melissa : the origin of the word honey is feminin

Beekeeping goes back throughout history and was an art that was closely related to goddess worship in the ancient world. Bees are a matriarchal society, closely related to the feminine.

MELISSA – “bee” was the title given to Aphrodite’s high priestess at the honeycomb-shrine of Mount Eryx, where the Goddess’s fetish was a golden honeycomb. Pythagoreans perceived the hexagon as an expression of the spirit of Aphrodite whose sacred number was six. She worshipped bees as her sacred creatures because they understood how to create perfect hexagons in their honeycomb. In Her temple at Eryx, the priestesses were melissae, “bees” and the Goddess herself was entitled Melissa, the Queen Bee.
Seeking to understand nature’s secrets through geometry, the Pythagoreans meditated on the endless triangular lattice, all sixty-degree angles, that results from extending the sides of all hexagons in the honey comb diagram until their lines meet in the centers of adjacent hexagons. It seemed to them a revelation of the underlying symmetry of the cosmos.

The bee was usually looked upon as a symbol of the feminine potency of nature, because while creating a magical elixir, known for its preservation properties, they were also pollinating flowers, increasing plant fertility, and abundance.

The origin of Melissa comes from the ancient Hittite word Melita which means honey. The meaning of the word has shifted into honey bee in Greek. Moreover, the pronunciation has changed to Melissa.
In Greek mythology, perhaps reflecting Minoan culture, Melissa raised the infant Zeus in Crete, nursing him with goat’s-milk and honey. In later myth she was given a father, Melissus of Crete.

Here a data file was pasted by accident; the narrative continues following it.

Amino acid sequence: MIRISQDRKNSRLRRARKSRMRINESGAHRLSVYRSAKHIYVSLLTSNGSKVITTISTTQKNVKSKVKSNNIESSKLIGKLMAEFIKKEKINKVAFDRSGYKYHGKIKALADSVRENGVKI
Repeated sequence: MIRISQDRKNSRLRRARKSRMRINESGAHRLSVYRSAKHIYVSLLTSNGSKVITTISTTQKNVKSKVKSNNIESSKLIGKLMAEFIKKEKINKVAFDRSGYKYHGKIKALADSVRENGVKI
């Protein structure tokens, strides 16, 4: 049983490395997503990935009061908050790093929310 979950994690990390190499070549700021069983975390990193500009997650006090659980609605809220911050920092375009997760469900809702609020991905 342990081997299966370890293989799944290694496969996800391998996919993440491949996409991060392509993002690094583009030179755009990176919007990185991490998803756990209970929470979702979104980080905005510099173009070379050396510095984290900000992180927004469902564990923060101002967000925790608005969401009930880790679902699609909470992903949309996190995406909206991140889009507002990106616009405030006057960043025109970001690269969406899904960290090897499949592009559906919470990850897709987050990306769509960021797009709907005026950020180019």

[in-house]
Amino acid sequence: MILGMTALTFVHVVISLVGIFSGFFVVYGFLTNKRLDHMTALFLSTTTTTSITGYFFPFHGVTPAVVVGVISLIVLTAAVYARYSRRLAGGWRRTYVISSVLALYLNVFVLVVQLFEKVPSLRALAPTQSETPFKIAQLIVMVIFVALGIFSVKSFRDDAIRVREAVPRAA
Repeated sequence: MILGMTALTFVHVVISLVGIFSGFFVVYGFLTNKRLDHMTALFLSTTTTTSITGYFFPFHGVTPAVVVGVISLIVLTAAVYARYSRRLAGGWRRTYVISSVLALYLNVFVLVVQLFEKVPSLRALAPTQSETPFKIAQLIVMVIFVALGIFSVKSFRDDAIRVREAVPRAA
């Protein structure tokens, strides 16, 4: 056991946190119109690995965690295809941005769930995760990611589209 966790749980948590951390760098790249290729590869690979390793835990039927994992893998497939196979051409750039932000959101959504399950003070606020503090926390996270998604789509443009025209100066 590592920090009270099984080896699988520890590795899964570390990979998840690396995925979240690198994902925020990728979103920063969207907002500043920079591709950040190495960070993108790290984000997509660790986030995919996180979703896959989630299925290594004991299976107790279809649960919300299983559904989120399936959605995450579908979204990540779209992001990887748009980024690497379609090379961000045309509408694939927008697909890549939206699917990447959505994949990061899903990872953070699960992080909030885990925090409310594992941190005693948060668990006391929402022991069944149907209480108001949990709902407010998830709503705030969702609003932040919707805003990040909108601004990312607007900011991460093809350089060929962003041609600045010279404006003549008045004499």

In Greek mythology, Melisseus (“bee-man”), the father of the nymphs Adrasteia and Ide (or Aega, according to Hyginus) who nursed the infant Zeus on Crete, was the eldest and leader of the nine Kuretes of Crete. They were chthonic daimones of Mount Ida, who clashed their spears and shields to drown out the wails of infant Zeus, whom they received from the Great Goddess, Rhea, his mother. The infant-god was hidden from his cannibal father and was raised in the cave that was sacred to the Goddess (Da) celebrated by the Kuretes, whose name it bore and still bears. The names of the two daughters of Melisseus, one called the “inevitable” (Adrasteia) and the other simply “goddess” (Ida, de) are names used for the Great Mother Rhea herself.

The Dionysiaca of Nonnus, learned and accurate in spite of its late date, elaborates and gives all nine names of the Kuretes. The infant god was fed on milk and honey, the milk of the goat-nymph Amaltheia. Melisseus is simply another form of Melissus, also a Cretan “honey-man,” remembered by later mythographers as a “king of Crete.”
Fermented honey, an entheogen that was the gift of the Goddess, preceded the knowledge of wine in Aegean culture. These honey-kings consorting with the Goddess will have combined their position of authority with a sacral role, but modern interpreters would not follow Robert Graves in asserting that Melliseus “Adrasteia and Io’s reputed father, is really their mother, Melissa— the goddess as Queen-bee, who annually killed her male consort.”

When he came to maturity, Zeus rewarded his nymph nurses with the horn of Amaltheia, the cornucopia or horn of plenty that is always full of food and drink. Callimachus’ Hymn to Zeus, full of witty and learned detail on the god’s infancy, is at pains to show by etymologies that the mythic figures and geographical features obtained their names, and thus their very identities, through their participation in Zeus’ early life.

A less Olympian-minded culture might have suggested that the horn was not actually Zeus’ to give, and that it belonged already to the ancient and fertile Minoan-Mycenean nymphs of Crete.
In a mythic fragment that explains the connection of early Cretan culture with the island of Rhodes as deriving from Crete, Diodorus Siculus briefly relates that five of the Kuretes sailed from Crete to the Chersonnese (peninsula) opposite Rhodes, with a notable expedition, expelled the Carians who dwelt there, and settling down in the land divided it into five parts, each of them founding a city, which he named after himself. Triopas, one of the sons of Helios and Rhodos herself, who was a fugitive because of the murder of his brother Tenages, fled there and was purified of the murder by Melisseus.